AUGUSTA, Maine — With less than five weeks until Election Day, both camps in the battle over Question 1 are busy raising money to keep their ads on the air as Mainers prepare to cast ballots on whether to allow gay marriage in Maine.
The latest reporting period for campaign contributions ended Wednesday. That data will not be available for about two weeks. But supporters of Maine’s new law allowing same-sex couples to marry appeared to have had some success using the Sept. 30 deadline to drum up last-minute donations.
The No on 1/Protect Maine Equality campaign set a goal of raising $28,000 in online donations by 11:59 p.m. on Wednesday on a Web site, ActBlue.com, that describes itself as “a clearinghouse for Democratic action.”
But when the campaign breezed by that figure by Wednesday afternoon, the goal was bumped up to $40,000 — and then $50,000.
“We’re really excited about the support we are receiving from folks who want to contribute to this campaign,” said Jesse Connolly, spokesman for the group defending Maine’s same-sex marriage law.
The law legalizing same-sex marriage was to take effect Sept. 12, but was put on hold pending the outcome of the Nov. 3 people’s veto referendum.
To date, ActBlue.com claims to have funneled more than $810,000 to the No on 1 campaign. Those figures cannot be verified until campaign finance reports are released later this month.
The group on the other side of the debate, Stand for Marriage Maine, has been more closely guarded about its latest fundraising efforts.
The Roman Catholic Diocese of Portland recently asked churches to have a second collection during services to raise money for the effort to repeal Maine’s law allowing same-sex couples to marry. Stand for Marriage Maine has not released the tally from the special collections, so those contributions may not be known until the Maine Ethics Commission releases the latest campaign finance reports on Oct. 13.
Campaign spokesman Scott Fish said Stand for Marriage Maine is reaching out to supporters “in several different ways” but declined to go into specifics.
Asked about the opposing campaign’s online fundraising, Fish replied: “We are aware of it, but we are pressing on. We are appealing to our supporters in a number of ways.”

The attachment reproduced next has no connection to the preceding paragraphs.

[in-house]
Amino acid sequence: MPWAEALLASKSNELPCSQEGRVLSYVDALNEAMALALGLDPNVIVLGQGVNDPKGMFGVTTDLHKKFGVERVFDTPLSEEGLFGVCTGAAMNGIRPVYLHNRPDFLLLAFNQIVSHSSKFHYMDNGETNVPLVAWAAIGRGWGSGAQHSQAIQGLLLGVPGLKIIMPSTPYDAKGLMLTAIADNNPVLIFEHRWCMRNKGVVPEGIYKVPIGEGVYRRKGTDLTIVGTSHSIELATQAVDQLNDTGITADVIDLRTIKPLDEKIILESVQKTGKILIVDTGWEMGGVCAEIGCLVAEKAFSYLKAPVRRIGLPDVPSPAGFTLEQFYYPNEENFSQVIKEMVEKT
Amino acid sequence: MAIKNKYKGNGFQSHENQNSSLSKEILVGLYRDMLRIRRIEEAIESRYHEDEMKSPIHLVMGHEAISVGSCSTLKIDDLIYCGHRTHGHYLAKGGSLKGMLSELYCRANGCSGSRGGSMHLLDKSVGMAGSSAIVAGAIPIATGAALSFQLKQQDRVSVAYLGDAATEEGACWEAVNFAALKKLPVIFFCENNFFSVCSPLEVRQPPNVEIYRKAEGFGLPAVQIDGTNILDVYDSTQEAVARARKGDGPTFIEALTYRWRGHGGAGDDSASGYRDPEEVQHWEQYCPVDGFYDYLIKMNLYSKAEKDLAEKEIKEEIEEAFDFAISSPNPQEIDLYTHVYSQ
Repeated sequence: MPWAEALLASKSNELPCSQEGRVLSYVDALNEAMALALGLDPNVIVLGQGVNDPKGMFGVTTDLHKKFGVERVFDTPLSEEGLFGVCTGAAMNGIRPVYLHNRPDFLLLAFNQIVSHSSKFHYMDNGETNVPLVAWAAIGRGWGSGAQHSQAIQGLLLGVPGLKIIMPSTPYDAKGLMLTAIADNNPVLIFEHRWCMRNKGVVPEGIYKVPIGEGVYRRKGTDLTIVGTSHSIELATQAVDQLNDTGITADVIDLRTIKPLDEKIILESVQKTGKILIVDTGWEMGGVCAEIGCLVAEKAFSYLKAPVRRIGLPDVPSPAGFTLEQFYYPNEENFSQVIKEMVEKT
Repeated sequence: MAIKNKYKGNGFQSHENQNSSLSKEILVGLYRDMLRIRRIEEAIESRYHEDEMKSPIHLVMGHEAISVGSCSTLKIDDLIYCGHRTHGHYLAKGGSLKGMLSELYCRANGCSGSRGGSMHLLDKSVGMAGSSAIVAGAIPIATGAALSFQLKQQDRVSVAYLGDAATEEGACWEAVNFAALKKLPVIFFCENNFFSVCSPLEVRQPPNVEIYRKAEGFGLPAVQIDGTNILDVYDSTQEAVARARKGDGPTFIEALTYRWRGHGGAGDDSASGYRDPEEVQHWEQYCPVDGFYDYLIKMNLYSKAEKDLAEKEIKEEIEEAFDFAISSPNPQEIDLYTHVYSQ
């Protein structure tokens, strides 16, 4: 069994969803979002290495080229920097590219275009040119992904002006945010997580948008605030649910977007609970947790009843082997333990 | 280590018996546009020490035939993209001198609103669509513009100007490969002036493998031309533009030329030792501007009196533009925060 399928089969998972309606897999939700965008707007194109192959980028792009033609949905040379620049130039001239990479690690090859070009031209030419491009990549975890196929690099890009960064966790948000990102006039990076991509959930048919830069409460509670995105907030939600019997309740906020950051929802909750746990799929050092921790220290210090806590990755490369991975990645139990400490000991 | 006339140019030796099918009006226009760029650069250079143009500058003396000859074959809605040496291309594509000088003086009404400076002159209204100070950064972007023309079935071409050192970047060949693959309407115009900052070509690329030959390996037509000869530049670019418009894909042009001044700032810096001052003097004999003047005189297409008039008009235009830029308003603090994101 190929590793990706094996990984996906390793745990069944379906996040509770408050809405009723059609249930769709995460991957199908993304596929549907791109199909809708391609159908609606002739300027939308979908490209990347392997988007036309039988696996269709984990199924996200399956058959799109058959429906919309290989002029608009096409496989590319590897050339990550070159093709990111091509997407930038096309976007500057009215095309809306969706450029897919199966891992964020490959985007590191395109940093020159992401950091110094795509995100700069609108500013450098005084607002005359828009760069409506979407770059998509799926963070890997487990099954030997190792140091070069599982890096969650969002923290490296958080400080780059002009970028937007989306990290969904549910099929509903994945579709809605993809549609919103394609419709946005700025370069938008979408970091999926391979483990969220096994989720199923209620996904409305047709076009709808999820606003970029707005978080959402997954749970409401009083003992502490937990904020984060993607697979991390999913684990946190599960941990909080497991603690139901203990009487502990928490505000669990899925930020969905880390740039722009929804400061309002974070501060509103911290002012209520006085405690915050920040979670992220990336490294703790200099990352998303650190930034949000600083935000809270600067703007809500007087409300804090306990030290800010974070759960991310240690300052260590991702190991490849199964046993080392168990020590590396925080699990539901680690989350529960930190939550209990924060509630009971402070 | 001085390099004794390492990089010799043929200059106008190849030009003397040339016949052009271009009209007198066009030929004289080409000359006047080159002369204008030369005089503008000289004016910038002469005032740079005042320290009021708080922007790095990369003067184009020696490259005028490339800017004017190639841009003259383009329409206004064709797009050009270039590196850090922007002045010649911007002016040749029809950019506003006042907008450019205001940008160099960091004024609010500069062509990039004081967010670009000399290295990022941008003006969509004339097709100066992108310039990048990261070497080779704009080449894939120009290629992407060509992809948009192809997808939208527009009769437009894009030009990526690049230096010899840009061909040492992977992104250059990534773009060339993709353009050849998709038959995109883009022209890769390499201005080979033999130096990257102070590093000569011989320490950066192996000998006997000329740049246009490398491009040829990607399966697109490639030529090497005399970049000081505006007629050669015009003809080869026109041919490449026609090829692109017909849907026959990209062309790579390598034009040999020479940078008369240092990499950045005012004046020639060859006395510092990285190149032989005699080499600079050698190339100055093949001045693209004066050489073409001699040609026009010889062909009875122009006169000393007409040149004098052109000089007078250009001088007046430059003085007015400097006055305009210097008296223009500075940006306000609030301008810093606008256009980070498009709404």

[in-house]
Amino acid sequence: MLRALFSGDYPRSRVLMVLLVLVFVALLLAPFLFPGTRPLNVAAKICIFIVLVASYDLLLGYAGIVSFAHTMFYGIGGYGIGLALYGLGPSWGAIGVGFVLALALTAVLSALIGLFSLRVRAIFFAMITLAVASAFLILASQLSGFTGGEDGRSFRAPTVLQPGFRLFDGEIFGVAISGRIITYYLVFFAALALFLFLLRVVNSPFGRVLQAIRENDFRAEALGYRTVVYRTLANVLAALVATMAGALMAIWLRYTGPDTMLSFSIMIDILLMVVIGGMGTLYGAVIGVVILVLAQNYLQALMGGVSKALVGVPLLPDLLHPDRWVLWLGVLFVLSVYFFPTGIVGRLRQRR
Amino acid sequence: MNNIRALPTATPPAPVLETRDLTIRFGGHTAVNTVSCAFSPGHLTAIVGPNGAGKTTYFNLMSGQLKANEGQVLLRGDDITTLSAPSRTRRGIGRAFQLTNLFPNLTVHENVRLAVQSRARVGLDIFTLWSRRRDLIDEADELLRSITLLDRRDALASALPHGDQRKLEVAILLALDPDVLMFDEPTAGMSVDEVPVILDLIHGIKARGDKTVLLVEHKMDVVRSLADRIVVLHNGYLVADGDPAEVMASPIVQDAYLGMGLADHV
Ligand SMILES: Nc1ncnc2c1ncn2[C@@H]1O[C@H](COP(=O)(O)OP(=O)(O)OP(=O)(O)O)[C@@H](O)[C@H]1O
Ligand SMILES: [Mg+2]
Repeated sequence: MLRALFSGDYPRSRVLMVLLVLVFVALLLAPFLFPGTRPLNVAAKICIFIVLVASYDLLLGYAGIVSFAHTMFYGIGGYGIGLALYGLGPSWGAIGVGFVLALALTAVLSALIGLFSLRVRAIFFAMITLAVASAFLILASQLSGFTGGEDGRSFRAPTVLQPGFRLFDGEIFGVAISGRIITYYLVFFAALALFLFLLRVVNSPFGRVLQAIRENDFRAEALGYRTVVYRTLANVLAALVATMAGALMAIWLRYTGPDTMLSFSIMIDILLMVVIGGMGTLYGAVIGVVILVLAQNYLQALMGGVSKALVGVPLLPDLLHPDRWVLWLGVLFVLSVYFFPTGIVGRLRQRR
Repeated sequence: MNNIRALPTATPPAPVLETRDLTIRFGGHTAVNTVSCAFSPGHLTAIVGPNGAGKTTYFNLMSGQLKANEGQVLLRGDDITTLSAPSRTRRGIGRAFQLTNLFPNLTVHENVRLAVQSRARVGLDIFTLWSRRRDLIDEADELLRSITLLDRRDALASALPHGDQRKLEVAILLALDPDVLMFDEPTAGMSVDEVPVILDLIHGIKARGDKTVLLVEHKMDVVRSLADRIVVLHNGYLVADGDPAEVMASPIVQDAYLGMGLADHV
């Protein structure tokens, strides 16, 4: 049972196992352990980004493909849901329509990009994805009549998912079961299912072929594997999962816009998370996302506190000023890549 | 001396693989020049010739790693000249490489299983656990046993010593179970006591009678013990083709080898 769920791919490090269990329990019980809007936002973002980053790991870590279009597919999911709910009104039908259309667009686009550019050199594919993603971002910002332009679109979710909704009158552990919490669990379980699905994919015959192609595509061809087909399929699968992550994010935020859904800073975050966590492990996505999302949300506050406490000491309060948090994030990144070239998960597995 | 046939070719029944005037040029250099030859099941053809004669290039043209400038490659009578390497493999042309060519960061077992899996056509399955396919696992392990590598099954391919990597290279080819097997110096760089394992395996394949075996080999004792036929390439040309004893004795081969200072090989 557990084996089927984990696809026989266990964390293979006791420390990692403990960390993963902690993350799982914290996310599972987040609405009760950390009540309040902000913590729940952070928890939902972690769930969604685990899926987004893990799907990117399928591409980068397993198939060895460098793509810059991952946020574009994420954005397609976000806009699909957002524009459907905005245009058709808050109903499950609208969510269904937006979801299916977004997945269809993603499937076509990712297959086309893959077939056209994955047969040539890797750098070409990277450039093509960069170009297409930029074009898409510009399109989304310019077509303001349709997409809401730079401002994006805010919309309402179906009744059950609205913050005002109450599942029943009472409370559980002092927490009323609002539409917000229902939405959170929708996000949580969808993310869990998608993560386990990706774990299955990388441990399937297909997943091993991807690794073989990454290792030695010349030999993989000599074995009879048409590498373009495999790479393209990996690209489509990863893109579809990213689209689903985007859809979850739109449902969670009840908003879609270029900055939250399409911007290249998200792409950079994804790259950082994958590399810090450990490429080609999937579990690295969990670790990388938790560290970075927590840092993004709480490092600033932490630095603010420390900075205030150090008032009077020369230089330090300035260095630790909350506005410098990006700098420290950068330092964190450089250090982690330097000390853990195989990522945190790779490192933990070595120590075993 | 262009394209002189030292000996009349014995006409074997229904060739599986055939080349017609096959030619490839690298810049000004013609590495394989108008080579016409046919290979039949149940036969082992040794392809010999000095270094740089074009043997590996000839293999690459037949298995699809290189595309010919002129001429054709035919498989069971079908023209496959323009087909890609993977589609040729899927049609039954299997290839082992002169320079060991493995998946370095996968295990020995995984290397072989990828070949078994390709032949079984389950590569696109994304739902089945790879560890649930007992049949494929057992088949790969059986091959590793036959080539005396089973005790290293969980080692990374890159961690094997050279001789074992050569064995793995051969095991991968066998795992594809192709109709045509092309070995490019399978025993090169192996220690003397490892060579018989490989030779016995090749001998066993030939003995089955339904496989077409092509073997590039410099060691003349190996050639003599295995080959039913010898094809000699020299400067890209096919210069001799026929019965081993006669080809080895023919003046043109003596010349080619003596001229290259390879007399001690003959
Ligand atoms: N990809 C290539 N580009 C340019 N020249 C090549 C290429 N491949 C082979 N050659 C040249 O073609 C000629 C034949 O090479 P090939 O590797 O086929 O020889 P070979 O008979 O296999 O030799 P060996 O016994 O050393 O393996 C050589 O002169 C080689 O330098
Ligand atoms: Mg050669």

Both sides are receiving financial support from outside of Maine as the campaign grabs national attention.
The National Organization for Marriage, a New Jersey group that helps lead campaigns to prohibit gay marriage, contributed $160,000 of Stand for Marriage Maine’s $346,000 during the last period.
The ActBlue site contains a number of fundraising events being held elsewhere around the country to benefit the No on 1 campaign.
For instance, U.S. Rep. Chellie Pingree from Maine’s 1st District and her daughter, House Speaker Hannah Pingree, D-North Haven, are listed as special guests at a fundraiser tonight in New York City. Other guests include U.S. Rep. Barney Frank, an openly gay congressman from Massachusetts, and several high-profile New York state and city politicians.
“These are folks both here in Maine and around the country who have contacted us to do what they can to help the campaign,” Connolly said of the organizers of the various fundraisers.
In related news, the staff at the Maine Ethics Commission has said that no investigation is warranted into fundraising by Stand for Marriage Maine and the National Organization for Marriage for possible campaign finance violations.
Californians Against Hate founder Fred Karger filed a complaint with the commission claiming the anti-gay marriage groups were not reporting the names of many donors as the law requires. The five-member commission will consider the case and the staff recommendation today.
The Associated Press contributed to this report.